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Flight MH17 Downed By 'High-Energy Objects

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posted on Sep, 11 2014 @ 05:53 AM
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originally posted by: Xcathdra

originally posted by: spy66
a reply to: Xcathdra

True. But dot you see the problem With this?

Russia is doomed they have no chance in hell to defend them selves.
They are the accused. The accused have a legal right to see the evidence.



The purpose of the investigation, as is stated in the report itself, was to determine the cause of the crash only. Responsibility for who brought it down is a separate issue all together and is not the focus of the Dutch investigation.


No it is not. Because the US have accused Russia, by that stating that they have evidence that proove With out doubt that it was Russa who delivered the BUK to the speratists who brought Down Mh17.

The US have also stepped up their sanctions and deplomatics to punish Russia for their involvment.




posted on Sep, 11 2014 @ 05:56 AM
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originally posted by: Xcathdra

originally posted by: spy66
EDIT: well the US actually are lambasting the process by forcing the EU to agree to sanctions.



Care to support this information by linking us to your source?

Last I checked the sanctions Germany is wanting in place were put in place by the US sometime back. We have not forced Europe to do anything.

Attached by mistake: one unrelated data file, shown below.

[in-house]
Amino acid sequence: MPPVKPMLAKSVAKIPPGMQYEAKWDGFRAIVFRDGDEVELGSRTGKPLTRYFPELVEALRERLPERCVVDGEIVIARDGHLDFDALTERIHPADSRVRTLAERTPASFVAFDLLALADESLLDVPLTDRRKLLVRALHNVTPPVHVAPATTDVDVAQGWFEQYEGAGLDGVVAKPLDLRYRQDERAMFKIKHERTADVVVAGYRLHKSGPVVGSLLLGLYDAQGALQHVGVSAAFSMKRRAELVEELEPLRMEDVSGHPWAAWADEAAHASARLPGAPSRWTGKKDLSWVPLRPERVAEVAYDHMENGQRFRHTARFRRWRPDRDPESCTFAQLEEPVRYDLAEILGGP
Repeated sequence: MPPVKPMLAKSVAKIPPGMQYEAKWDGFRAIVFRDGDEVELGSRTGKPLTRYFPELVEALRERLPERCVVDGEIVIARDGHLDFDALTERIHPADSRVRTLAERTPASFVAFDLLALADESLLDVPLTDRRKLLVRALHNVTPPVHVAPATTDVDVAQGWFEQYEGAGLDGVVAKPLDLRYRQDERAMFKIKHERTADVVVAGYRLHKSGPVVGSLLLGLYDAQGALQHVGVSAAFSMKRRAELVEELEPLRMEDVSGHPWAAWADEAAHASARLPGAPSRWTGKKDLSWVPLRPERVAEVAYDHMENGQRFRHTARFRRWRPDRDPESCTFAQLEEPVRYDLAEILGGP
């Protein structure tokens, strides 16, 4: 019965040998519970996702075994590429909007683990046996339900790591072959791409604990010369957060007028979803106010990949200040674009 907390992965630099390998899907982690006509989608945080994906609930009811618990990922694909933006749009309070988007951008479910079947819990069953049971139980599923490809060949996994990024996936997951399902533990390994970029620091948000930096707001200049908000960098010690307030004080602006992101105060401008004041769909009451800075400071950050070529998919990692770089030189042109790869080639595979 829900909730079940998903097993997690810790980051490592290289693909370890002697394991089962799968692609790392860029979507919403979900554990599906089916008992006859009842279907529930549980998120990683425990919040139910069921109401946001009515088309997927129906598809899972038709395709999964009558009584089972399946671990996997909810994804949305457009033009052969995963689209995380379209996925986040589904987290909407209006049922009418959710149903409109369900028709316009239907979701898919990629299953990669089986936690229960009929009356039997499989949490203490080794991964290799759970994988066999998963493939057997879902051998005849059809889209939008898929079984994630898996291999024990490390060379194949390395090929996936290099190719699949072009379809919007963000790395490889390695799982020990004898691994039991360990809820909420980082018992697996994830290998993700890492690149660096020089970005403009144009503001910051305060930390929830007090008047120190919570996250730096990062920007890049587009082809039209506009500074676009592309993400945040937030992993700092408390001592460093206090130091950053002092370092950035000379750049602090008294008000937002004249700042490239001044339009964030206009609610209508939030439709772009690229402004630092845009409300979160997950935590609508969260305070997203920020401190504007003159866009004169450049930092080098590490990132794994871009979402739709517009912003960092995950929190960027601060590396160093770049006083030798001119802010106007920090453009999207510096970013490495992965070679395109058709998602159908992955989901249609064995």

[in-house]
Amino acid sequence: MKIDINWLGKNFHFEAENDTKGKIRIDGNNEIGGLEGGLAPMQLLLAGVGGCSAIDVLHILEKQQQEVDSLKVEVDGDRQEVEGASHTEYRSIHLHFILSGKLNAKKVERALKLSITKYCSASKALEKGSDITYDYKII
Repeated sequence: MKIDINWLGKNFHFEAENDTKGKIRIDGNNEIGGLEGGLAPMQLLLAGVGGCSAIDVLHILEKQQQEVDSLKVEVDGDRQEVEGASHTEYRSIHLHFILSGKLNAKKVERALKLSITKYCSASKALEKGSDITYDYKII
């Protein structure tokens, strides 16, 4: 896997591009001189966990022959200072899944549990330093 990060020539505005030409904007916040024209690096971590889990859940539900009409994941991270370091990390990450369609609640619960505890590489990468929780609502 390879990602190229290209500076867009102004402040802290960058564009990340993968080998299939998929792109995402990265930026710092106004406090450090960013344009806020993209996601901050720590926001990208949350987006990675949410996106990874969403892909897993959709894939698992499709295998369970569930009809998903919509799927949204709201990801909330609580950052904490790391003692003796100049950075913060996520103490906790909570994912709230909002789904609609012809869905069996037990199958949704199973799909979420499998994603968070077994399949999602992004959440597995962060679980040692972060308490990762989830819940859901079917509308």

That is the thing. How would you know?



posted on Sep, 11 2014 @ 05:57 AM
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I am taking a brake because this is getting stupid.



posted on Sep, 11 2014 @ 06:00 AM
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a reply to: spy66

One more time -

The purpose of the investigation, as is stated in the report itself, was to determine the cause of the crash only. Responsibility for who brought it down is a separate issue all together and is not the focus of the Dutch investigation.

Also Russia has done its fair share of blaming Ukraine so I really dont think there is room for your argument about just the US. I just posted an article on the page before this where the russian defense minister told Malaysia Ukraine is responsible.

If person A walks up to person B, pulls out a gun and shoots him dead, its up to the coroner to determine cause of death. His function is not to determine who the suspect is but to determine what killed person B. Even in the Ferguson MO fiasco, regardless of all the witnesses, what law enforcement states, etc the cause of death was not officially determined until the coroner makes his ruling.

The Dutch investigations team sole purpose is to determine what WHAT and not WHO. The latter part comes next.



posted on Sep, 11 2014 @ 06:01 AM
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originally posted by: spy66
That is the thing. How would you know?


That would be why I asked you to cite your source since the info I have seen does not support the accusation you made.



posted on Sep, 11 2014 @ 07:02 AM
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a reply to: spy66

Let's listen to what a Russian General has to say.




"Second. The holes left by the strike elements on the Boeing's outer skin indicate that the warhead blew up from below and sideways. A Buk missile strikes the target from above," he said.
Source: Russia Beyond the Headlines - rbth.com...)


Of course we know that it was struck from above and not from below, the evidence clearly points to this fact.



posted on Sep, 11 2014 @ 07:27 AM
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a reply to: spy66


No it is not. Because the US have accused Russia, by that stating that they have evidence that proove With out doubt that it was Russa who delivered the BUK to the speratists who brought Down Mh17.


Please post a link to a reliable source quoting an American official making the statement you claim.